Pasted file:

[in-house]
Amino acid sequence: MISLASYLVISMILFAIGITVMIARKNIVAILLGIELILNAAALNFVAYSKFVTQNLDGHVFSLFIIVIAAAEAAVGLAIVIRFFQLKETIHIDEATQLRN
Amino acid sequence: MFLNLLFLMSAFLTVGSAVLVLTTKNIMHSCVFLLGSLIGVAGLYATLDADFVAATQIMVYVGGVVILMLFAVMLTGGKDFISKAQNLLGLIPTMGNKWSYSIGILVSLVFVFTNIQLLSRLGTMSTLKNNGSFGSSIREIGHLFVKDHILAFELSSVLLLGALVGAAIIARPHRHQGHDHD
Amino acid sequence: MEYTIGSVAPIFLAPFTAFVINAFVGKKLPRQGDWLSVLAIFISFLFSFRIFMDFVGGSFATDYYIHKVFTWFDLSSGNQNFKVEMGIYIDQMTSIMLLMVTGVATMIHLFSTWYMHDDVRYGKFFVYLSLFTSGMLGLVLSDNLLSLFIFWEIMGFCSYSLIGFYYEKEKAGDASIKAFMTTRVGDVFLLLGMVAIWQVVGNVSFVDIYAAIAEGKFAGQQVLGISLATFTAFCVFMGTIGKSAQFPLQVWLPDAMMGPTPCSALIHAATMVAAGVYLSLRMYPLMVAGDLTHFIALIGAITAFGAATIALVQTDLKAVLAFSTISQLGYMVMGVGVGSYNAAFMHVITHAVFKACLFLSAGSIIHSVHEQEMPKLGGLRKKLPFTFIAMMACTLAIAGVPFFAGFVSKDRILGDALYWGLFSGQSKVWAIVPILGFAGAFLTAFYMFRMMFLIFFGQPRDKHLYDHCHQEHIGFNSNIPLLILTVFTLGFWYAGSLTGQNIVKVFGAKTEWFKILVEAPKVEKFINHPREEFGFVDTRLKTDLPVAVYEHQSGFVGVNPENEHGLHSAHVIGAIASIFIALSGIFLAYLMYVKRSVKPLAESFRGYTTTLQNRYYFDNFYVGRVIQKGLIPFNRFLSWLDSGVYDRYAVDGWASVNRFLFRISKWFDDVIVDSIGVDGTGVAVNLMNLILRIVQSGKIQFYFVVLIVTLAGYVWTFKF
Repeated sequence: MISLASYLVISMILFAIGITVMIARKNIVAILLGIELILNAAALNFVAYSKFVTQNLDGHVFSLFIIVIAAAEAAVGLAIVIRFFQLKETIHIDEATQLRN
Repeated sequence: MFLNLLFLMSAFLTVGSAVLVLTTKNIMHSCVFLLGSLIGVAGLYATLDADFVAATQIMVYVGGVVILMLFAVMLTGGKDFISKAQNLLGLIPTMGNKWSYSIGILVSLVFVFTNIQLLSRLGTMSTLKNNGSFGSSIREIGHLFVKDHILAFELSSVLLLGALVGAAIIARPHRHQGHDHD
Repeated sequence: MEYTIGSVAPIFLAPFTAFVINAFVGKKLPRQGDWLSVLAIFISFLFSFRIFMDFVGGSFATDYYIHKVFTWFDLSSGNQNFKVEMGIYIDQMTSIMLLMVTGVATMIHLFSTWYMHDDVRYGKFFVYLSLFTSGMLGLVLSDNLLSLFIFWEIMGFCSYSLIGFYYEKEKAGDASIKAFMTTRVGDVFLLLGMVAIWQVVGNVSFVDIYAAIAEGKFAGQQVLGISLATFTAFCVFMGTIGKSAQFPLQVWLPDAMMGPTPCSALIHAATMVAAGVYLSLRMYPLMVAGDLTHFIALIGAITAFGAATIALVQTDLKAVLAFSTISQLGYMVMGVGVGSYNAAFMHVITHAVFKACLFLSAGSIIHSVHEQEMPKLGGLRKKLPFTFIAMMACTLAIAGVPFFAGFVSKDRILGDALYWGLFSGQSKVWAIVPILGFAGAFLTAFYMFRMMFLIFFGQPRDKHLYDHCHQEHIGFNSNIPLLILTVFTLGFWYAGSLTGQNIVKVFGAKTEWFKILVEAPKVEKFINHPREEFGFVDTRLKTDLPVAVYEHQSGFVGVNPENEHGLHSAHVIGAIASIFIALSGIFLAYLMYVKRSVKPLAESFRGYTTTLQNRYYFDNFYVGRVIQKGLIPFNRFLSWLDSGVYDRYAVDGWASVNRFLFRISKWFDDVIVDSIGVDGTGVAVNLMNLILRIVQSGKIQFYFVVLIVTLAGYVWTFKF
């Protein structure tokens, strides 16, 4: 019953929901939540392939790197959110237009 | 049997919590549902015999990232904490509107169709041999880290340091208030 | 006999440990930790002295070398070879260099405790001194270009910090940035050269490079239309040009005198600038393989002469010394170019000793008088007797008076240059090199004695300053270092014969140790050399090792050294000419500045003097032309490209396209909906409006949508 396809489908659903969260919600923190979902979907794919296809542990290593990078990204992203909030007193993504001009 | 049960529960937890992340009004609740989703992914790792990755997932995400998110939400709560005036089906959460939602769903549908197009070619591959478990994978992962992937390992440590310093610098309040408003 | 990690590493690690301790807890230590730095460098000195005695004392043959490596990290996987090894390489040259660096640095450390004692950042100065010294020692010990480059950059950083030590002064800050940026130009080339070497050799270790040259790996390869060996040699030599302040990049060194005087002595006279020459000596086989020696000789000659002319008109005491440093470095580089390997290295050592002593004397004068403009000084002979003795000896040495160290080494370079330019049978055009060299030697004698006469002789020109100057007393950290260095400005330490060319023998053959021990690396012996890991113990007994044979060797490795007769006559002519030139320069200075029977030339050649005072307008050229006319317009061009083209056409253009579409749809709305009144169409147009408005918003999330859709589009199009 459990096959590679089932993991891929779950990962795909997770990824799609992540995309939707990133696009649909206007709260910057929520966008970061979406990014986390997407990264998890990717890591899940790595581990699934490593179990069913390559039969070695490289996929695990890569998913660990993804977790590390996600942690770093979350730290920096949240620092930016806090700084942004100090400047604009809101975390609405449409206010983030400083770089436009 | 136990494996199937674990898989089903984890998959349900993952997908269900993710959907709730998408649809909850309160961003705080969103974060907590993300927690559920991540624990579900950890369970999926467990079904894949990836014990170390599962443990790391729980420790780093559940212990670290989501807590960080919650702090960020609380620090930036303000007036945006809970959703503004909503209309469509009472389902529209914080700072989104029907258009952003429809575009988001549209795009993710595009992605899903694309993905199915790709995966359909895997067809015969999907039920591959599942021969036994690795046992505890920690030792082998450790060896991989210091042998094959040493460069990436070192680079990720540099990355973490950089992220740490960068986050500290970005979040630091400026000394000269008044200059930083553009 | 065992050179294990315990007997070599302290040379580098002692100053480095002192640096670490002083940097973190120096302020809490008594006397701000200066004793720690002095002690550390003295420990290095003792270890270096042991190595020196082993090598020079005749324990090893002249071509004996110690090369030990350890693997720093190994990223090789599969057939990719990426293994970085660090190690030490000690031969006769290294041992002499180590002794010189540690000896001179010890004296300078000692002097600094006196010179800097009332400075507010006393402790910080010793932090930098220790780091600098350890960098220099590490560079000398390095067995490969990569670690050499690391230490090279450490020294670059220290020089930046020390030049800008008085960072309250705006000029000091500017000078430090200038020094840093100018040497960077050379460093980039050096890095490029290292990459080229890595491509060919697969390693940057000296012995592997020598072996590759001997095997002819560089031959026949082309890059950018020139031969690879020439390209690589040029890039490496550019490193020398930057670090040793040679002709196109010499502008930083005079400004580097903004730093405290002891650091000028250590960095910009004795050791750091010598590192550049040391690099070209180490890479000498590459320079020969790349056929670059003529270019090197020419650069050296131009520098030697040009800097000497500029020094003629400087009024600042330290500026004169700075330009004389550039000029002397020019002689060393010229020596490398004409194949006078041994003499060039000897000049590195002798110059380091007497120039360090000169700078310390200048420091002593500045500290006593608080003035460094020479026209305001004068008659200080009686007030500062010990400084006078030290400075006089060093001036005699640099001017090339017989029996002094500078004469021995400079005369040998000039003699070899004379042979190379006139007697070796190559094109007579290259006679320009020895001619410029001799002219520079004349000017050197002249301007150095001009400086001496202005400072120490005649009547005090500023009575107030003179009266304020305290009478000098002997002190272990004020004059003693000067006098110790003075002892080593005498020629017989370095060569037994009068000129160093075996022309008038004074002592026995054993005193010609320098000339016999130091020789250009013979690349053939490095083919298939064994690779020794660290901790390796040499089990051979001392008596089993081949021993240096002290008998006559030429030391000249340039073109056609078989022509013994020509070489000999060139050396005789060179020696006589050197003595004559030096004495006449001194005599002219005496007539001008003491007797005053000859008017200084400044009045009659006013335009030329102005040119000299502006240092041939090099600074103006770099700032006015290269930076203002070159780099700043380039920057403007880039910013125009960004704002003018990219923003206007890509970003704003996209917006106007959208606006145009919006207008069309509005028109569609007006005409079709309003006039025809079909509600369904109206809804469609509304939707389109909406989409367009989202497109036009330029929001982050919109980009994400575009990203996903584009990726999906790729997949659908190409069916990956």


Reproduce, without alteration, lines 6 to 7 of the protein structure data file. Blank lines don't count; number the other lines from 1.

Repeated sequence: MFLNLLFLMSAFLTVGSAVLVLTTKNIMHSCVFLLGSLIGVAGLYATLDADFVAATQIMVYVGGVVILMLFAVMLTGGKDFISKAQNLLGLIPTMGNKWSYSIGILVSLVFVFTNIQLLSRLGTMSTLKNNGSFGSSIREIGHLFVKDHILAFELSSVLLLGALVGAAIIARPHRHQGHDHD
Repeated sequence: MEYTIGSVAPIFLAPFTAFVINAFVGKKLPRQGDWLSVLAIFISFLFSFRIFMDFVGGSFATDYYIHKVFTWFDLSSGNQNFKVEMGIYIDQMTSIMLLMVTGVATMIHLFSTWYMHDDVRYGKFFVYLSLFTSGMLGLVLSDNLLSLFIFWEIMGFCSYSLIGFYYEKEKAGDASIKAFMTTRVGDVFLLLGMVAIWQVVGNVSFVDIYAAIAEGKFAGQQVLGISLATFTAFCVFMGTIGKSAQFPLQVWLPDAMMGPTPCSALIHAATMVAAGVYLSLRMYPLMVAGDLTHFIALIGAITAFGAATIALVQTDLKAVLAFSTISQLGYMVMGVGVGSYNAAFMHVITHAVFKACLFLSAGSIIHSVHEQEMPKLGGLRKKLPFTFIAMMACTLAIAGVPFFAGFVSKDRILGDALYWGLFSGQSKVWAIVPILGFAGAFLTAFYMFRMMFLIFFGQPRDKHLYDHCHQEHIGFNSNIPLLILTVFTLGFWYAGSLTGQNIVKVFGAKTEWFKILVEAPKVEKFINHPREEFGFVDTRLKTDLPVAVYEHQSGFVGVNPENEHGLHSAHVIGAIASIFIALSGIFLAYLMYVKRSVKPLAESFRGYTTTLQNRYYFDNFYVGRVIQKGLIPFNRFLSWLDSGVYDRYAVDGWASVNRFLFRISKWFDDVIVDSIGVDGTGVAVNLMNLILRIVQSGKIQFYFVVLIVTLAGYVWTFKF